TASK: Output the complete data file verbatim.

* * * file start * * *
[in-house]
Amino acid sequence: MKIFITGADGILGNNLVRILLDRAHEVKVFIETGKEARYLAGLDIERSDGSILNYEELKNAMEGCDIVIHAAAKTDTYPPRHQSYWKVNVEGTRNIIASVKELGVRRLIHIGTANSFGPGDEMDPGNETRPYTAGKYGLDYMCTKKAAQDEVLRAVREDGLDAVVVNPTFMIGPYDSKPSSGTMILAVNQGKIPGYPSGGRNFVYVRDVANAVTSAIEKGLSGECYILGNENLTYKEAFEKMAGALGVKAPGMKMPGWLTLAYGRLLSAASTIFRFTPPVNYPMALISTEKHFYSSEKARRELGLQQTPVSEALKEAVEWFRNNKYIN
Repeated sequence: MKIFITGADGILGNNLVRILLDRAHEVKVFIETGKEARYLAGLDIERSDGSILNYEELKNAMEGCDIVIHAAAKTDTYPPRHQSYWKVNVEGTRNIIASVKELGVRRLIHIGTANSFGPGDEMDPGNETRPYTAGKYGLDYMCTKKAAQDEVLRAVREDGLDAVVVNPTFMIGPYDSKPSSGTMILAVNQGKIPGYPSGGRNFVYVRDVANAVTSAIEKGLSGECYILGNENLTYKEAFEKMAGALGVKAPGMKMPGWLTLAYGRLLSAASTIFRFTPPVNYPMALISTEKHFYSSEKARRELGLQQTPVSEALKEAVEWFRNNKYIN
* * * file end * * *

[in-house]
Amino acid sequence: MKIFITGADGILGNNLVRILLDRAHEVKVFIETGKEARYLAGLDIERSDGSILNYEELKNAMEGCDIVIHAAAKTDTYPPRHQSYWKVNVEGTRNIIASVKELGVRRLIHIGTANSFGPGDEMDPGNETRPYTAGKYGLDYMCTKKAAQDEVLRAVREDGLDAVVVNPTFMIGPYDSKPSSGTMILAVNQGKIPGYPSGGRNFVYVRDVANAVTSAIEKGLSGECYILGNENLTYKEAFEKMAGALGVKAPGMKMPGWLTLAYGRLLSAASTIFRFTPPVNYPMALISTEKHFYSSEKARRELGLQQTPVSEALKEAVEWFRNNKYIN
Repeated sequence: MKIFITGADGILGNNLVRILLDRAHEVKVFIETGKEARYLAGLDIERSDGSILNYEELKNAMEGCDIVIHAAAKTDTYPPRHQSYWKVNVEGTRNIIASVKELGVRRLIHIGTANSFGPGDEMDPGNETRPYTAGKYGLDYMCTKKAAQDEVLRAVREDGLDAVVVNPTFMIGPYDSKPSSGTMILAVNQGKIPGYPSGGRNFVYVRDVANAVTSAIEKGLSGECYILGNENLTYKEAFEKMAGALGVKAPGMKMPGWLTLAYGRLLSAASTIFRFTPPVNYPMALISTEKHFYSSEKARRELGLQQTPVSEALKEAVEWFRNNKYIN